In the early hours before dawn, at least two people appear to have climbed over the back wall of our centre, despite the iron spikes around the top. A close-growing tree and overhanging branch helped them get in. The fact that there’s no light around the outside of the wall at that point probably was a factor too. Anyway, the thieves managed to get two nearly full gas bottles from the shared guesthouse kitchen facilities, simply cutting the rubber hoses that connected them to the stoves. The value of their haul? About a month’s wages here in Burkina.

Of course, this was not welcome news to the several women staying in that part of our facility! Shared kitchen and bathroom facilities mean leaving your room to use them, and the thought of men with less than honourable intentions possibly lurking nearby meant that most of the ladies would prefer enduring a night with tightly crossed legs to a quick sortie to the restroom. Needless to say, they quickly requested a transfer to other facilities with interior-accessible washrooms.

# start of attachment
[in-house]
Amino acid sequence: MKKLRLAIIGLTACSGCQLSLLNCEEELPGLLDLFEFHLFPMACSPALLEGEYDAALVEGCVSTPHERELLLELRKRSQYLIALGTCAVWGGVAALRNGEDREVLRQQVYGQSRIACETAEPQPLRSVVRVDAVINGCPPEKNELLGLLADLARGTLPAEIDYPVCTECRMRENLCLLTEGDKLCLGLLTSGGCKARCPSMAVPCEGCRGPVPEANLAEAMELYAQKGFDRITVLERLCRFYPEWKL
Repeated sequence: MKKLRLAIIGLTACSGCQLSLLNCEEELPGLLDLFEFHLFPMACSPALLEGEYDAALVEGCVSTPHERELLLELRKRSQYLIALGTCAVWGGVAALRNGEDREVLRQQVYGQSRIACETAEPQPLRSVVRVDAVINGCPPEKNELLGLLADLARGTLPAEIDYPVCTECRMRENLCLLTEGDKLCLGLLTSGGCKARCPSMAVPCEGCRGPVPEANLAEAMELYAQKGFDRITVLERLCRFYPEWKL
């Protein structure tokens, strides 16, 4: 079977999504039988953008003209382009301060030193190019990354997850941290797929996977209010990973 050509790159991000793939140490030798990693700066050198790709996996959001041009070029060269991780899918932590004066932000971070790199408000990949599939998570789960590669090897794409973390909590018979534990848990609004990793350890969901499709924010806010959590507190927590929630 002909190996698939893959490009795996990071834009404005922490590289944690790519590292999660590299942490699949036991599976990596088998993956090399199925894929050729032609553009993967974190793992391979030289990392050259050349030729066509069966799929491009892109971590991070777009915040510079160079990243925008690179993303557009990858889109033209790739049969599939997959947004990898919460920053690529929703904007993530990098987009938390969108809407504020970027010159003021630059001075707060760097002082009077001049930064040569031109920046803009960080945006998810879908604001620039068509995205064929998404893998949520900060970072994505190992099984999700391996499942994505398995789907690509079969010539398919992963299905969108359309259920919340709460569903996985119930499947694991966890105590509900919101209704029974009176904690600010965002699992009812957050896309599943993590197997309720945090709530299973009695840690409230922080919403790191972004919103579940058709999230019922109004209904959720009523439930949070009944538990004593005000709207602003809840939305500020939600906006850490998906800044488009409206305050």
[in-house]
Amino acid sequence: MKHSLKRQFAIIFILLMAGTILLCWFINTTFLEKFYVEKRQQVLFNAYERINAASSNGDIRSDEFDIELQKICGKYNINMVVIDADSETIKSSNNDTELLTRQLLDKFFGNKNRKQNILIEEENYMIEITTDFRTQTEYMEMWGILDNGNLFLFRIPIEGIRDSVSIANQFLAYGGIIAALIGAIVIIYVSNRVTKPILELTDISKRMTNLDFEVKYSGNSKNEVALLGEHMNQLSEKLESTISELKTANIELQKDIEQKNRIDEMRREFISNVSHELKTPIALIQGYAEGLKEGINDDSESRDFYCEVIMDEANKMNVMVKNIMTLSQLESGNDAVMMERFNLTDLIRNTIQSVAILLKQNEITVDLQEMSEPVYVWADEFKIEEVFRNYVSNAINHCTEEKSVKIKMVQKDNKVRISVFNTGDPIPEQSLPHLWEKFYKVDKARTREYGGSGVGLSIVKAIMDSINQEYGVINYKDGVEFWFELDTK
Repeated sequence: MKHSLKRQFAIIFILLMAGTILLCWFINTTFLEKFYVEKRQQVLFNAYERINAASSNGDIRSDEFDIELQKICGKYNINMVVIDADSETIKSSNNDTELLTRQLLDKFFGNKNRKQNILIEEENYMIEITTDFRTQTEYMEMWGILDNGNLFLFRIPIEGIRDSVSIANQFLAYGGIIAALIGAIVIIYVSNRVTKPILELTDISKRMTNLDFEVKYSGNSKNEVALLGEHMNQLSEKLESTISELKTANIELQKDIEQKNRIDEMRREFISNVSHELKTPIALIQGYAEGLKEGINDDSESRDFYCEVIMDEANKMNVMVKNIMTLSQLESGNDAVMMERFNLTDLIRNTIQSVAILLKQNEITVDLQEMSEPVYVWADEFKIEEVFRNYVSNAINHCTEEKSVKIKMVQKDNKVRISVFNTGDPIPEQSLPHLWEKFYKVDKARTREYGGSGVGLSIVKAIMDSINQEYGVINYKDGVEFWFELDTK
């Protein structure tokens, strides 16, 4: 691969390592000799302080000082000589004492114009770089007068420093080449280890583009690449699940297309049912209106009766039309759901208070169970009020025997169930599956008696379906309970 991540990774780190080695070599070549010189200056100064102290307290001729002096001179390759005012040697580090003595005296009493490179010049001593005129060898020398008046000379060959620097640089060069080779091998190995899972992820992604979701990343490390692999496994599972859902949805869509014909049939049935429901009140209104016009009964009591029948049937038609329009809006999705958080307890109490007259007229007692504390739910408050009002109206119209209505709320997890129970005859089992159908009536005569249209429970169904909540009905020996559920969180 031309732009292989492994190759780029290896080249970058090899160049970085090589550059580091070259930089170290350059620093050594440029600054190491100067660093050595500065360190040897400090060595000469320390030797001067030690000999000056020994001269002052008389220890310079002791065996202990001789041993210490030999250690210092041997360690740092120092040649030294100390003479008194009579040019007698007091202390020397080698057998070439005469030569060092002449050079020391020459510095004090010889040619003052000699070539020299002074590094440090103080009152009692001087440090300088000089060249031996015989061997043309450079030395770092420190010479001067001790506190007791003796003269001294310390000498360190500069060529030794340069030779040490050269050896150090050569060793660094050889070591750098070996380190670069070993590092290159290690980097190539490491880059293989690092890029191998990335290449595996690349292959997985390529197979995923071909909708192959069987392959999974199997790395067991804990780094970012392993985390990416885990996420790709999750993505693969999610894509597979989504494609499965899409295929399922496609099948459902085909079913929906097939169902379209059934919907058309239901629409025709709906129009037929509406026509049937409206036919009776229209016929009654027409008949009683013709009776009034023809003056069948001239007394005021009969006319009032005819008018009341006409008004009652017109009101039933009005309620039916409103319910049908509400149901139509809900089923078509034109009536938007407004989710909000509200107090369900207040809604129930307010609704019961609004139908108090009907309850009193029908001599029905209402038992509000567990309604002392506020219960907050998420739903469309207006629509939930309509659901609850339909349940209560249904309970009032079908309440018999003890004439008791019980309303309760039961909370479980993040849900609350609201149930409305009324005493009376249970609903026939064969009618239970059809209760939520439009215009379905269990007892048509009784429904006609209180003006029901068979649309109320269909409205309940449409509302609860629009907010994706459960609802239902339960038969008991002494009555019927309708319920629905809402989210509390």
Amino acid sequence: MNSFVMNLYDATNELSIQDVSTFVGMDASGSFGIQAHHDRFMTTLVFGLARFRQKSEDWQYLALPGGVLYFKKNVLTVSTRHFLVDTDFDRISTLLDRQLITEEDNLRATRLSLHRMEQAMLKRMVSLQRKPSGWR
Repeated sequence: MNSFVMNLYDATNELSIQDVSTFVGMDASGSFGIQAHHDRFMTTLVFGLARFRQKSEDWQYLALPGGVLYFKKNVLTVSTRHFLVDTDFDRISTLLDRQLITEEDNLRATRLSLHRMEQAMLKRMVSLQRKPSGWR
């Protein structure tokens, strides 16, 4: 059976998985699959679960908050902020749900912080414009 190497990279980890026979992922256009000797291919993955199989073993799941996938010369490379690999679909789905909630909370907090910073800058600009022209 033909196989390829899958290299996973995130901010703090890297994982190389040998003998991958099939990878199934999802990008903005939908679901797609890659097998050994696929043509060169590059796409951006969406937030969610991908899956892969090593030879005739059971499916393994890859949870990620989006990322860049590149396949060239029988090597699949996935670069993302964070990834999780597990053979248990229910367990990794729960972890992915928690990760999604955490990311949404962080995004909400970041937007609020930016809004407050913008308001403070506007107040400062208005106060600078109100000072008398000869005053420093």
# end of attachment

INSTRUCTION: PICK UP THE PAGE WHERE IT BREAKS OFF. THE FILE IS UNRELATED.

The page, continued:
I should mention that we have night guards on our centre who perform more or less regular patrols around the inside perimeter to discourage such night-time entrepreneurs. So where were they? Well, the theft probably happened on one of their less regular patrols. That is to say, the night guards were probably sleeping instead of doing guard duty. True, it’s hard to stay awake at night. I know. I did a night guard shift once when one of the guards failed to show up for work. But that was after a full, normal day of daytime work too. These guys should be getting rest during the day, but most end up moonlighting (or should I say “sunlighting”?) at other jobs to help make ends meet. And then there’s the fact that it’s hard to sleep at home during the day with all the other family members there making noise. But hey, that’s the way the job is.

So both these guards got written warnings

I’m going to have to give our night guard here at home another written warning too. He just got one last month for sleeping on the job. Last night I went out and found him sound asleep on our neighbour’s veranda before it was even 10 p.m.! I walked right up to him and took the cell phone charger he had laying beside him as proof that I was there. I’ll give it back to him when he comes on duty tonight, along with the warning.

Unfortunately, this does not inspire us with confidence for the next few weeks when we’re going to be away and only the guards will be on duty here. Kathy is already waking up several times a night and getting up to check on our night guard. I suggested that she take his place. After all, it was she who said, “It looks like our guard is getting a better night’s sleep than we are!”